IN Racing
Karaka all go, even in red
New Zealand Bloodstock’s National Yearling Sale in March is set to go ahead, even if the country enters the red alert level.
NZ Racing Desk | January 20, 2022
Photo: Supplied

New Zealand Bloodstock’s National Yearling Sale in March is set to go ahead, even if the country enters the red alert level of the COVID-19 traffic light system.

On Thursday, New Zealand Prime Minister Jacinda Ardern announced that the entire country would enter the red traffic light alert level once the Omicron strain of COVID-19 entered the community.

New Zealand Bloodstock were quick to quell fears that this would put their National Yearling Sale in jeopardy, with Managing Director Andrew Seabrook citing the pod system successfully utilised at the Boxing Day races at Ellerslie last year to remain in the 100-person limit of gatherings in the red traffic light setting.

“The one positive that came out of today is that there is not going to be any internal border closures, which guarantees both horses and buyers will be able to get to Karaka for the sales,” Seabrook said.

“We are able to conduct a sale here at Karaka under the red zone of the traffic light system.

“At Ellerslie on Boxing Day they had 900 people on site at the races. They had nine pods of 100 and adhered to all the protocols and guidelines.

“We will definitely have the sale here at Karaka. I think the worst-case scenario is that the general public wouldn’t be able to attend the event and it would almost be like an invitation only event.”

Seabrook said the sale company had the added advantage of hosting the smaller standardbred sale in February, giving them a chance to test the pod system.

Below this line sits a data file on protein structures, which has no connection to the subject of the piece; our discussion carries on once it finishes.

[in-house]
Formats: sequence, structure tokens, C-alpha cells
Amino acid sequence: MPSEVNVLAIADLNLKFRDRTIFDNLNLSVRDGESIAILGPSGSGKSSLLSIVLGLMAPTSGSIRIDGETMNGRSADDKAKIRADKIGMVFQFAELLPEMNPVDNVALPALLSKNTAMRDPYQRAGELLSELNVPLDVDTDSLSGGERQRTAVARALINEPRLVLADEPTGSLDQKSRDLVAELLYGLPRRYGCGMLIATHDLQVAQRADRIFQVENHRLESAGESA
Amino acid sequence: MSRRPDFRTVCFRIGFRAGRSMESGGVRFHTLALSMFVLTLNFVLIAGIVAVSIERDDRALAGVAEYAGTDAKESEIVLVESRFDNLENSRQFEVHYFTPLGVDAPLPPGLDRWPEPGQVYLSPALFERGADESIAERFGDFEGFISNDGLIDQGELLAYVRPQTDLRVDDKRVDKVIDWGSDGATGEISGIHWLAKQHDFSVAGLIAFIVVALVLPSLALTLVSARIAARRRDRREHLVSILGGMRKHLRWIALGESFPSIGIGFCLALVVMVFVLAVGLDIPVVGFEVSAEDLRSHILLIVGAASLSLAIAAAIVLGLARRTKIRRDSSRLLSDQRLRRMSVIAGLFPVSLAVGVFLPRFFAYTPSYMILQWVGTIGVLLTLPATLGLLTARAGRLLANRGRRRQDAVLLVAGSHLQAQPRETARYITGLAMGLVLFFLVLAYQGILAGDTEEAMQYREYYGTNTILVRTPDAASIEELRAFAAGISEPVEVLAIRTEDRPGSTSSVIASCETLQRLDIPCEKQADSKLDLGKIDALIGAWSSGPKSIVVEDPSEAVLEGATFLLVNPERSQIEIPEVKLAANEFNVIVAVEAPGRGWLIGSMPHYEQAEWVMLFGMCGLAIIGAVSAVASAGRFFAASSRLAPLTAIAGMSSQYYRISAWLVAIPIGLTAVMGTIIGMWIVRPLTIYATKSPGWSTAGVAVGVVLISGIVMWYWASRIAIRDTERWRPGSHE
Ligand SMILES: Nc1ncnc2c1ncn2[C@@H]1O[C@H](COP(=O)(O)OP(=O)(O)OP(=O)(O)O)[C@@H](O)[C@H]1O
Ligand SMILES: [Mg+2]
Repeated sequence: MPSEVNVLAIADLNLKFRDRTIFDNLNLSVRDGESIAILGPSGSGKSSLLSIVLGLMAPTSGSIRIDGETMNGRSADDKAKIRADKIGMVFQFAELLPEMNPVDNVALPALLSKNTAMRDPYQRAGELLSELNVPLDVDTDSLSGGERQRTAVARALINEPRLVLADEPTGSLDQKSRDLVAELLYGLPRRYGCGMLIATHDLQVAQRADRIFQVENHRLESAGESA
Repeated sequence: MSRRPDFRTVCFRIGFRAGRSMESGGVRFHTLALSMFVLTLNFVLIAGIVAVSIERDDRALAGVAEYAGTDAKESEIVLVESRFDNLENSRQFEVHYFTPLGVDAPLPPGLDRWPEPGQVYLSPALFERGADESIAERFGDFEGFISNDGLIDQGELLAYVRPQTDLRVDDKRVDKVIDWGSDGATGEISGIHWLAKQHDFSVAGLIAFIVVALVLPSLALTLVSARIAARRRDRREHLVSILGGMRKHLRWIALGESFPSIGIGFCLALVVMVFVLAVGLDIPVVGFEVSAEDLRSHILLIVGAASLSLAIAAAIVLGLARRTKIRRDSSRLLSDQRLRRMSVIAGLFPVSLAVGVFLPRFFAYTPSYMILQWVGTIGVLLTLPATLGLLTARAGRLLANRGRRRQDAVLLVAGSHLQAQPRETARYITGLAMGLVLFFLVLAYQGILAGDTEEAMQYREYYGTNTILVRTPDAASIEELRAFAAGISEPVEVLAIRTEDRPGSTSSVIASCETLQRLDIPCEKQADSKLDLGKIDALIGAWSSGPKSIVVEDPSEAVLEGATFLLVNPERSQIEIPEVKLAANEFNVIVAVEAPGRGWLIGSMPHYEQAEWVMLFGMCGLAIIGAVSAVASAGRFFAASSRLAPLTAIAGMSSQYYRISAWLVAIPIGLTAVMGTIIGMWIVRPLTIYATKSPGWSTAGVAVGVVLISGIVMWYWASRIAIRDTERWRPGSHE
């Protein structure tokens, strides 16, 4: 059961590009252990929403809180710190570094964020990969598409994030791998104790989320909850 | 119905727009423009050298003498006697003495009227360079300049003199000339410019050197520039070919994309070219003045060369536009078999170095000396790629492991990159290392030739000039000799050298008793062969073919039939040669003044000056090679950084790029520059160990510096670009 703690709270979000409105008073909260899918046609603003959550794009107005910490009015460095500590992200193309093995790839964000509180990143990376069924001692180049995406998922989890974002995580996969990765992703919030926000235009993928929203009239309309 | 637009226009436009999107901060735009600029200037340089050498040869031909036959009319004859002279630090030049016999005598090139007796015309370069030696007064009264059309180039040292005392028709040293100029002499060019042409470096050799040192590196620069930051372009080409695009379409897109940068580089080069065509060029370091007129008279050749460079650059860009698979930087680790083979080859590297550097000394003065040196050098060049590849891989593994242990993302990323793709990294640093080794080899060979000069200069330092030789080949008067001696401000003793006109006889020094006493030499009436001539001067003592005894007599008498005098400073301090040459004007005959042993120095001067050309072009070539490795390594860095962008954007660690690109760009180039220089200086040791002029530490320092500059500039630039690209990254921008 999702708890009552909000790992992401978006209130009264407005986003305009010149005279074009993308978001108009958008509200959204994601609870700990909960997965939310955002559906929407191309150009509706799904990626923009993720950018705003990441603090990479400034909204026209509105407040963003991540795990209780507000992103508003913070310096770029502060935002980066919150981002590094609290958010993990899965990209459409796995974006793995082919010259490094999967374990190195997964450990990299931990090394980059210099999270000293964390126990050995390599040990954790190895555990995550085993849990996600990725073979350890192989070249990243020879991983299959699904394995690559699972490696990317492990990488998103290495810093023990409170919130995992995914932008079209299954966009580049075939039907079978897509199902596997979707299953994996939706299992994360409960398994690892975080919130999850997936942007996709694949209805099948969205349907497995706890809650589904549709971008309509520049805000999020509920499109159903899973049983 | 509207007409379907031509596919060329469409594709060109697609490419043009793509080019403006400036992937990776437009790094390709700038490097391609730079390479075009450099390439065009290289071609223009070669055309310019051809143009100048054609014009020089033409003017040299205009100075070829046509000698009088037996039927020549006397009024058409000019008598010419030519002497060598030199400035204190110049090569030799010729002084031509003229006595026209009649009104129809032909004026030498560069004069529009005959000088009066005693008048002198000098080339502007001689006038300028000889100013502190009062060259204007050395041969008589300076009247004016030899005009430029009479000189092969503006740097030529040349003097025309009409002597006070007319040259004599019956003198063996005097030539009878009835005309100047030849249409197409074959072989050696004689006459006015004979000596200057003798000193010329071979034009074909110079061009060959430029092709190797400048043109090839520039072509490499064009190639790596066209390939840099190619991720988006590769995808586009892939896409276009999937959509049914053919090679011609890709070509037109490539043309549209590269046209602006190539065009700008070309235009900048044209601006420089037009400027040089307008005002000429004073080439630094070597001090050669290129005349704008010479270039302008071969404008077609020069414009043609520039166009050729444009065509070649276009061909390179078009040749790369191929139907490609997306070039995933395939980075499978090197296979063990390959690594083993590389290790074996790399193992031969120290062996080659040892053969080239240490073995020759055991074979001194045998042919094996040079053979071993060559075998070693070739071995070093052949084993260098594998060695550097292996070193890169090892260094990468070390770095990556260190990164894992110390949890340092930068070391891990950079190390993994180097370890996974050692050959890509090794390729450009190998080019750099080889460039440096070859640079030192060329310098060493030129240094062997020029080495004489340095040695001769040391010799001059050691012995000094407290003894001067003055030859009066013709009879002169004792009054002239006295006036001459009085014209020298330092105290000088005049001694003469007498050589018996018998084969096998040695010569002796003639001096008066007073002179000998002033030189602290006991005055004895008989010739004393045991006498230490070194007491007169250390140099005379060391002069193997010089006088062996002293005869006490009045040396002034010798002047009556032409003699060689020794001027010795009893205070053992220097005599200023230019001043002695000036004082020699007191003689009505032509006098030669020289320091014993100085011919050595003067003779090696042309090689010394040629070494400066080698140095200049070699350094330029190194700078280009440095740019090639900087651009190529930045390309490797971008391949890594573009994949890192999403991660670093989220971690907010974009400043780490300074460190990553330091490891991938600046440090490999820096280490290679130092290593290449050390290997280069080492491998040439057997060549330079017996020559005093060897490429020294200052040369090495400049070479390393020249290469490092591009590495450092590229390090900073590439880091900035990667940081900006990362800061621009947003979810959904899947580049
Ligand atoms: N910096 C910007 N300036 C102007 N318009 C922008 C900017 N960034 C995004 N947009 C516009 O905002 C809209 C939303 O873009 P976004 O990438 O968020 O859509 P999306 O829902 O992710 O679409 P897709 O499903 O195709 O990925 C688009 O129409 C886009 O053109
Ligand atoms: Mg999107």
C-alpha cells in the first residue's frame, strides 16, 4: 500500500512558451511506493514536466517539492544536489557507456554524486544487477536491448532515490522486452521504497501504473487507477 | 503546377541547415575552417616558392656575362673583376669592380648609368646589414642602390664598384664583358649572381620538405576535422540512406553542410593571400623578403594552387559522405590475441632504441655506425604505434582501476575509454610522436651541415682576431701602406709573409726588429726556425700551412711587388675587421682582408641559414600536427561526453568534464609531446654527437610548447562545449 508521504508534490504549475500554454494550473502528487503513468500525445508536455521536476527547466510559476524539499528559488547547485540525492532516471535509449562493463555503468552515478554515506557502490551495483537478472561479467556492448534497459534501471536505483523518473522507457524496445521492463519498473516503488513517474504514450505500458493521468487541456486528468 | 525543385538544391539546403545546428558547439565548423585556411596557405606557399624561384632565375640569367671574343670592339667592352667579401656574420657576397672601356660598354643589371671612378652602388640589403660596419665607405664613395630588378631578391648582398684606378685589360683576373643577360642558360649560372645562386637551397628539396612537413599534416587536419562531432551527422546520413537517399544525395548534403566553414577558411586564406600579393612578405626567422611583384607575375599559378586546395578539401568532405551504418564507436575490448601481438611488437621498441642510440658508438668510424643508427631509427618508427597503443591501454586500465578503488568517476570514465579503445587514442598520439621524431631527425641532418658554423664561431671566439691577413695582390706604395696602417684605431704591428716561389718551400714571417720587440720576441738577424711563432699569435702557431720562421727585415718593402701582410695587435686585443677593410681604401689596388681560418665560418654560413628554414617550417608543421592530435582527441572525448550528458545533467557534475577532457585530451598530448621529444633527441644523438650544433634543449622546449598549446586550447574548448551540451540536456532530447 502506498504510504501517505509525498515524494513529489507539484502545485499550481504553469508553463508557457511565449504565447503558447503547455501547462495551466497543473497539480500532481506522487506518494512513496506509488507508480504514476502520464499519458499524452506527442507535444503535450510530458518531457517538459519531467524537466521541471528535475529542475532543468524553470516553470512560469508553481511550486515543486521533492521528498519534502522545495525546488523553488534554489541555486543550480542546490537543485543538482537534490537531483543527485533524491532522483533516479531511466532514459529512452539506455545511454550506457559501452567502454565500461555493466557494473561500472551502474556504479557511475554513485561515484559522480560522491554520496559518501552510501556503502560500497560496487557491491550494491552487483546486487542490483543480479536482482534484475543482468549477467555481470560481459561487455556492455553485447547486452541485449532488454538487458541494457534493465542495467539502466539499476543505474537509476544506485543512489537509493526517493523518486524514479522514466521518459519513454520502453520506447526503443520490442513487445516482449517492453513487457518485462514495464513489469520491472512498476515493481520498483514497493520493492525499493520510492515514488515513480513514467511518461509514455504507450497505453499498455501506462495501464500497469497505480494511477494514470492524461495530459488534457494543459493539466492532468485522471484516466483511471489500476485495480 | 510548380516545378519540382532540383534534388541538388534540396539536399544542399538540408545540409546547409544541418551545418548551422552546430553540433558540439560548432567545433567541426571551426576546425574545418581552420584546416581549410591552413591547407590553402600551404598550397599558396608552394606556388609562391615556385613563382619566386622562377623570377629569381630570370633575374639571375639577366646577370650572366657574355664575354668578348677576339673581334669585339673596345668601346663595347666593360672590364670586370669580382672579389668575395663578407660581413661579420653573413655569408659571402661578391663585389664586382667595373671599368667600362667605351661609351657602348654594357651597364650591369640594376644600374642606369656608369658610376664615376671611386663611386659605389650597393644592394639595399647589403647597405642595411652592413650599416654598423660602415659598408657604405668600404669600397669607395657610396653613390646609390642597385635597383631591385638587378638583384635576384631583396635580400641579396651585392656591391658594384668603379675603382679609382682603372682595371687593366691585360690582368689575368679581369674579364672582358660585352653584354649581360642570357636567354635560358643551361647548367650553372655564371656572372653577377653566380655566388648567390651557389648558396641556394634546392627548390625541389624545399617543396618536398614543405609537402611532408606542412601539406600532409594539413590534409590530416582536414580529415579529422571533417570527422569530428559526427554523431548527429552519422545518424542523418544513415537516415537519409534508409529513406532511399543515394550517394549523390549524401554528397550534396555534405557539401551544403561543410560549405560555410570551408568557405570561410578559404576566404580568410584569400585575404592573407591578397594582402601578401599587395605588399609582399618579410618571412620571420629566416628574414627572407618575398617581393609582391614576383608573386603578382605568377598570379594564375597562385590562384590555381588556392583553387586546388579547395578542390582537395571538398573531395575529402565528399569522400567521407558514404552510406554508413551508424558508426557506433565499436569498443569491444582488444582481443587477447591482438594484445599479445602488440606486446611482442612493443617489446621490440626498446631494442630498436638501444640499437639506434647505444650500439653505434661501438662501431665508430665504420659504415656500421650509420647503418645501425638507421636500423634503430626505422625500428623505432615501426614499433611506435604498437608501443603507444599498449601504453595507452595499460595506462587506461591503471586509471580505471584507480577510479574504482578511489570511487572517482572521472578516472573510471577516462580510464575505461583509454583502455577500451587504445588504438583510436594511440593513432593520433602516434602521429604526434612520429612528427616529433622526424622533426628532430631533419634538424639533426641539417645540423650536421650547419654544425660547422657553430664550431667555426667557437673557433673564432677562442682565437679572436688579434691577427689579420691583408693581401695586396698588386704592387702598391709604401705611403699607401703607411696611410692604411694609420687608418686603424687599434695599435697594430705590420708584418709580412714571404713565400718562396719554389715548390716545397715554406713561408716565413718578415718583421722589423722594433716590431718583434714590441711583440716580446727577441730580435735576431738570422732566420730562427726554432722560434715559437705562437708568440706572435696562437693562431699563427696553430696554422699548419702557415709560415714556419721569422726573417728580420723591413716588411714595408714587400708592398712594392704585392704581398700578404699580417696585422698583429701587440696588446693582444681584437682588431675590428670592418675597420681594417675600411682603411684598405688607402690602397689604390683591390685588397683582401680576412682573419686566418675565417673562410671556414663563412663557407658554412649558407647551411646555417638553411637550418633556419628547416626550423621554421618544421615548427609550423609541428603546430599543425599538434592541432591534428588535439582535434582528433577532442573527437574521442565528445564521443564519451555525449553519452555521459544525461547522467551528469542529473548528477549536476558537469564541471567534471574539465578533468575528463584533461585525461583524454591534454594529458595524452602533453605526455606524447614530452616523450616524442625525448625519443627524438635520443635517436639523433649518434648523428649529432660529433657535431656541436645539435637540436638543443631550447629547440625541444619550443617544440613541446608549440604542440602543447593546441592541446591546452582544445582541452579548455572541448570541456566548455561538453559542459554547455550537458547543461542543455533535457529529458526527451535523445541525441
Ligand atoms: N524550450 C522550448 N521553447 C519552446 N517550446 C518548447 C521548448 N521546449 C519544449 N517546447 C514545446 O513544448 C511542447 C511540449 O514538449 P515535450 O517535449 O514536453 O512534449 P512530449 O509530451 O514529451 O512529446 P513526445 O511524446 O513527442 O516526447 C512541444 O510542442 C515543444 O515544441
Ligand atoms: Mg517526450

“With less people and less horses, the standardbred sale is a good way to give the pod system a test run,” Seabrook said.

Seabrook is also approaching the Government to see whether the sale could get an exemption from the number restrictions if the country were to enter the red alert setting prior to the sale.

“I am penning a letter to the Government to see whether we can get an extension on that number limit of people whereby we don’t have to have those pods,” Seabrook said.

“This is a significant event returning $60-80 million to the industry and it’s the most important week of the year for the industry.”

Those on-site at Karaka will need to be at least double vaccinated, while Seabrook also highlighted that on-farm inspection opportunities will be commonplace in the build-up to the sales, which commences with Book 1 on March 7, including the popular northern region farm tour conducted by Stuart Hale. 

New Zealand Bloodstock’s National Yearling Sale New Zealand Bloodstock Andrew Seabrook Stuart Hale